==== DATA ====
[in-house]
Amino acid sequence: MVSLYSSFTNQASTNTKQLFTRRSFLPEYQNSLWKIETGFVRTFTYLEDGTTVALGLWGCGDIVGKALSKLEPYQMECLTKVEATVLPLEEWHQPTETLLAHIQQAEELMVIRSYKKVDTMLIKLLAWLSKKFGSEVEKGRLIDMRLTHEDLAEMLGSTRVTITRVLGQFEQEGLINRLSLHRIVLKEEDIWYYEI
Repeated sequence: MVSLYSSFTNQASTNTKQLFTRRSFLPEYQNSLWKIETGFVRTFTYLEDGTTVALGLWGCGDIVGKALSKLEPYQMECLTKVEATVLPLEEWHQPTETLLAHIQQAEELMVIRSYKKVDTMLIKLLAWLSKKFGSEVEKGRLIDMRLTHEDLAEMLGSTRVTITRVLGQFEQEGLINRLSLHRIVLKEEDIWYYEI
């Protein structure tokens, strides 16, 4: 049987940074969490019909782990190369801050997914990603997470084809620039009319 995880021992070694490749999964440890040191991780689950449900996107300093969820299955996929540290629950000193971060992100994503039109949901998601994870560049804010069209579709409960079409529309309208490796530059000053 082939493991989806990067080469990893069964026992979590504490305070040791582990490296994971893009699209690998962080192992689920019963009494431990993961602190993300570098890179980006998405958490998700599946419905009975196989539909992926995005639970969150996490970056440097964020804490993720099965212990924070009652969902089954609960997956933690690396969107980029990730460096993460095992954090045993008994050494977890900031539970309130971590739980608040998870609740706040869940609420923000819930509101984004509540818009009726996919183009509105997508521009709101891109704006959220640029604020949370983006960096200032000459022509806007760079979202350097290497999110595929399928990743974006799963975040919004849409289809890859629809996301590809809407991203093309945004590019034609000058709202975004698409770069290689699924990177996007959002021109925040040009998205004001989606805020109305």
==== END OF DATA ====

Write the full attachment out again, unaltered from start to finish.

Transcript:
[in-house]
Amino acid sequence: MVSLYSSFTNQASTNTKQLFTRRSFLPEYQNSLWKIETGFVRTFTYLEDGTTVALGLWGCGDIVGKALSKLEPYQMECLTKVEATVLPLEEWHQPTETLLAHIQQAEELMVIRSYKKVDTMLIKLLAWLSKKFGSEVEKGRLIDMRLTHEDLAEMLGSTRVTITRVLGQFEQEGLINRLSLHRIVLKEEDIWYYEI
Repeated sequence: MVSLYSSFTNQASTNTKQLFTRRSFLPEYQNSLWKIETGFVRTFTYLEDGTTVALGLWGCGDIVGKALSKLEPYQMECLTKVEATVLPLEEWHQPTETLLAHIQQAEELMVIRSYKKVDTMLIKLLAWLSKKFGSEVEKGRLIDMRLTHEDLAEMLGSTRVTITRVLGQFEQEGLINRLSLHRIVLKEEDIWYYEI
């Protein structure tokens, strides 16, 4: 049987940074969490019909782990190369801050997914990603997470084809620039009319 995880021992070694490749999964440890040191991780689950449900996107300093969820299955996929540290629950000193971060992100994503039109949901998601994870560049804010069209579709409960079409529309309208490796530059000053 082939493991989806990067080469990893069964026992979590504490305070040791582990490296994971893009699209690998962080192992689920019963009494431990993961602190993300570098890179980006998405958490998700599946419905009975196989539909992926995005639970969150996490970056440097964020804490993720099965212990924070009652969902089954609960997956933690690396969107980029990730460096993460095992954090045993008994050494977890900031539970309130971590739980608040998870609740706040869940609420923000819930509101984004509540818009009726996919183009509105997508521009709101891109704006959220640029604020949370983006960096200032000459022509806007760079979202350097290497999110595929399928990743974006799963975040919004849409289809890859629809996301590809809407991203093309945004590019034609000058709202975004698409770069290689699924990177996007959002021109925040040009998205004001989606805020109305």